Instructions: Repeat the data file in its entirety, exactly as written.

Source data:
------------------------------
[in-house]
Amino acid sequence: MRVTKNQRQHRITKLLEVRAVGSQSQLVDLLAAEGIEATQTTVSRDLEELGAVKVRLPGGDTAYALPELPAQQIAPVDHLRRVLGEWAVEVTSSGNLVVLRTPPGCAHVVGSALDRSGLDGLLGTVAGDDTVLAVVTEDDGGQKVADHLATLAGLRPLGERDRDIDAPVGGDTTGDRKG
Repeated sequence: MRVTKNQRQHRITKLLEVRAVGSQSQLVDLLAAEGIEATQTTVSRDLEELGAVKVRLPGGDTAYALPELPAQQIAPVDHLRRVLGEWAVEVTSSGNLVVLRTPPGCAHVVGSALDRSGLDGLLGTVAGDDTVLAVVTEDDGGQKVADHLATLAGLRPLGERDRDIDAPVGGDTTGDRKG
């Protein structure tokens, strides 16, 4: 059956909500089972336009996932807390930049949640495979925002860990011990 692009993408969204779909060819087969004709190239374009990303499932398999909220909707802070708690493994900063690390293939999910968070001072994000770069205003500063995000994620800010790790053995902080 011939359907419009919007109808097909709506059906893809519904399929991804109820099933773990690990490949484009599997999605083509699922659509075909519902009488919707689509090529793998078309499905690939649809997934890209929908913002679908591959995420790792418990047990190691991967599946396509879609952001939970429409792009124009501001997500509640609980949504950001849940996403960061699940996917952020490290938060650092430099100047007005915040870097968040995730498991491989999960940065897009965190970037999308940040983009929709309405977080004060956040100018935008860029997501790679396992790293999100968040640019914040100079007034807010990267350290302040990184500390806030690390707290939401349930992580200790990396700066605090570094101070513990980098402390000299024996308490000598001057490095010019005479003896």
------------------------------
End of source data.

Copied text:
[in-house]
Amino acid sequence: MRVTKNQRQHRITKLLEVRAVGSQSQLVDLLAAEGIEATQTTVSRDLEELGAVKVRLPGGDTAYALPELPAQQIAPVDHLRRVLGEWAVEVTSSGNLVVLRTPPGCAHVVGSALDRSGLDGLLGTVAGDDTVLAVVTEDDGGQKVADHLATLAGLRPLGERDRDIDAPVGGDTTGDRKG
Repeated sequence: MRVTKNQRQHRITKLLEVRAVGSQSQLVDLLAAEGIEATQTTVSRDLEELGAVKVRLPGGDTAYALPELPAQQIAPVDHLRRVLGEWAVEVTSSGNLVVLRTPPGCAHVVGSALDRSGLDGLLGTVAGDDTVLAVVTEDDGGQKVADHLATLAGLRPLGERDRDIDAPVGGDTTGDRKG
């Protein structure tokens, strides 16, 4: 059956909500089972336009996932807390930049949640495979925002860990011990 692009993408969204779909060819087969004709190239374009990303499932398999909220909707802070708690493994900063690390293939999910968070001072994000770069205003500063995000994620800010790790053995902080 011939359907419009919007109808097909709506059906893809519904399929991804109820099933773990690990490949484009599997999605083509699922659509075909519902009488919707689509090529793998078309499905690939649809997934890209929908913002679908591959995420790792418990047990190691991967599946396509879609952001939970429409792009124009501001997500509640609980949504950001849940996403960061699940996917952020490290938060650092430099100047007005915040870097968040995730498991491989999960940065897009965190970037999308940040983009929709309405977080004060956040100018935008860029997501790679396992790293999100968040640019914040100079007034807010990267350290302040990184500390806030690390707290939401349930992580200790990396700066605090570094101070513990980098402390000299024996308490000598001057490095010019005479003896």